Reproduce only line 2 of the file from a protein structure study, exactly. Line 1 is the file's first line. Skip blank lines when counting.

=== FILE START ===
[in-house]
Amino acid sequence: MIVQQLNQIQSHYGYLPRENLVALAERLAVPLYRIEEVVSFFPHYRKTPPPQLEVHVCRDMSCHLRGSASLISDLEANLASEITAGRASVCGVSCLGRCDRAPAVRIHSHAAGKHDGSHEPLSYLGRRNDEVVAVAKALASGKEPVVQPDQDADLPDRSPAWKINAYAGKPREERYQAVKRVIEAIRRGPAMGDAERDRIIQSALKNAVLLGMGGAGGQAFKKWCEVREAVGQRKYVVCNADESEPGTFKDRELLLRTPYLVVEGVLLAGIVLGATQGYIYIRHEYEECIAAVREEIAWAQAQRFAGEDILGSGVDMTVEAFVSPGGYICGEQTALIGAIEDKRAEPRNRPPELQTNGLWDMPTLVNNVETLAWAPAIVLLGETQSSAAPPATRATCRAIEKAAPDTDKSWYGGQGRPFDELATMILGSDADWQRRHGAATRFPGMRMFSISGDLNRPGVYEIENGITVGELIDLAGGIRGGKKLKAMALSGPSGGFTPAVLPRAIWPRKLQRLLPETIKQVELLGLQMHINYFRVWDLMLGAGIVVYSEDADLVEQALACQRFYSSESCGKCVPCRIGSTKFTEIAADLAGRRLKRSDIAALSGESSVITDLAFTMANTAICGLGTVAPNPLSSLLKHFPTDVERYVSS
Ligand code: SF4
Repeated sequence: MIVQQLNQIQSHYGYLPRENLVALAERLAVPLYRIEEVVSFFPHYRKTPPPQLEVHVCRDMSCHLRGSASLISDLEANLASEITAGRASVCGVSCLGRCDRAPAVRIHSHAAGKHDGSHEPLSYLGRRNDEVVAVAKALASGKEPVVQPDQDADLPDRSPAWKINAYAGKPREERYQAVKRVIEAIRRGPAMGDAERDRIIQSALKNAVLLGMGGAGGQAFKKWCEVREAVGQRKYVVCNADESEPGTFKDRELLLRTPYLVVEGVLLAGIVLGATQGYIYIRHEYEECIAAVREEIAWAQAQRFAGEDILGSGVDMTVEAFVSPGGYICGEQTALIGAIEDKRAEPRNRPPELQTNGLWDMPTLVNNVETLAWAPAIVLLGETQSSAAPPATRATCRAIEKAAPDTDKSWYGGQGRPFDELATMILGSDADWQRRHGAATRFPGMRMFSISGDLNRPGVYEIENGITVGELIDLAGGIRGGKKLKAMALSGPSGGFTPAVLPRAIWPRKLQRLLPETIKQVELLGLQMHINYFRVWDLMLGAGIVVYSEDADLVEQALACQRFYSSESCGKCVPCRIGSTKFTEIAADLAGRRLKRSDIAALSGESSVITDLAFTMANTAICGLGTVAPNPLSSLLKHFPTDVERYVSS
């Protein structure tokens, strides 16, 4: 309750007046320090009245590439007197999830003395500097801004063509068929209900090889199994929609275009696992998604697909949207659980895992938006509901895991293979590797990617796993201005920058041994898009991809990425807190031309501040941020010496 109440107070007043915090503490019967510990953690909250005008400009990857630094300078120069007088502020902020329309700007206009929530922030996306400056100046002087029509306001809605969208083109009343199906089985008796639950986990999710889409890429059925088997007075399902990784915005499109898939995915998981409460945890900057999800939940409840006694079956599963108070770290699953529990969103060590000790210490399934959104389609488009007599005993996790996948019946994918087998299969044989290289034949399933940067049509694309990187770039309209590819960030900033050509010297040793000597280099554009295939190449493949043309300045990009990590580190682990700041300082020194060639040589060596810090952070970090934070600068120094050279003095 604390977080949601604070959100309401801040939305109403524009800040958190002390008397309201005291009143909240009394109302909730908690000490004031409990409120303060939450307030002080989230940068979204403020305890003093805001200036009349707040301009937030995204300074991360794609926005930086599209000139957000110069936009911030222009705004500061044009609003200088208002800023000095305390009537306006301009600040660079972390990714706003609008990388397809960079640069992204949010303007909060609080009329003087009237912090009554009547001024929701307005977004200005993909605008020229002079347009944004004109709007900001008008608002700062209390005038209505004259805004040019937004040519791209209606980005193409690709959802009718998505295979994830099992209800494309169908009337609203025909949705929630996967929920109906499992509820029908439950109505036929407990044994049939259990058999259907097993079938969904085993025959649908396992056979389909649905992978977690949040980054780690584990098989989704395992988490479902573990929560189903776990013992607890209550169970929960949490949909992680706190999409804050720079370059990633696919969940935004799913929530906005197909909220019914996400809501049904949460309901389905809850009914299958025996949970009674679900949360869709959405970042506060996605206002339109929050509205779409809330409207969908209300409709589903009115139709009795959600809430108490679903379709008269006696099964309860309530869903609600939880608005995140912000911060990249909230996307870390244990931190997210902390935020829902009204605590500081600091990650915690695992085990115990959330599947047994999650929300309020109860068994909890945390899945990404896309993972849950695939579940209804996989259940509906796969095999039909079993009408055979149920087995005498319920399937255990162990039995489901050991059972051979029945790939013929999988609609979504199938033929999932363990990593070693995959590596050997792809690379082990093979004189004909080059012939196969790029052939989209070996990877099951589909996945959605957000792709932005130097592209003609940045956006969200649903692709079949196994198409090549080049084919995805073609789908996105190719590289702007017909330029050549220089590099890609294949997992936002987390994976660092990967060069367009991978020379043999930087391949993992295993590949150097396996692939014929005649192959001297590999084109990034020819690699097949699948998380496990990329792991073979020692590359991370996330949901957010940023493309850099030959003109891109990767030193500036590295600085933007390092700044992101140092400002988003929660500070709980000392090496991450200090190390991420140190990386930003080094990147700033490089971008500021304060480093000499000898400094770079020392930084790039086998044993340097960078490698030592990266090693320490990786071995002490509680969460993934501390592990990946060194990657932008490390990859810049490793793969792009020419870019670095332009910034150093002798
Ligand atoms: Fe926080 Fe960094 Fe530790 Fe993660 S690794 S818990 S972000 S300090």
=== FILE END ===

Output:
Amino acid sequence: MIVQQLNQIQSHYGYLPRENLVALAERLAVPLYRIEEVVSFFPHYRKTPPPQLEVHVCRDMSCHLRGSASLISDLEANLASEITAGRASVCGVSCLGRCDRAPAVRIHSHAAGKHDGSHEPLSYLGRRNDEVVAVAKALASGKEPVVQPDQDADLPDRSPAWKINAYAGKPREERYQAVKRVIEAIRRGPAMGDAERDRIIQSALKNAVLLGMGGAGGQAFKKWCEVREAVGQRKYVVCNADESEPGTFKDRELLLRTPYLVVEGVLLAGIVLGATQGYIYIRHEYEECIAAVREEIAWAQAQRFAGEDILGSGVDMTVEAFVSPGGYICGEQTALIGAIEDKRAEPRNRPPELQTNGLWDMPTLVNNVETLAWAPAIVLLGETQSSAAPPATRATCRAIEKAAPDTDKSWYGGQGRPFDELATMILGSDADWQRRHGAATRFPGMRMFSISGDLNRPGVYEIENGITVGELIDLAGGIRGGKKLKAMALSGPSGGFTPAVLPRAIWPRKLQRLLPETIKQVELLGLQMHINYFRVWDLMLGAGIVVYSEDADLVEQALACQRFYSSESCGKCVPCRIGSTKFTEIAADLAGRRLKRSDIAALSGESSVITDLAFTMANTAICGLGTVAPNPLSSLLKHFPTDVERYVSS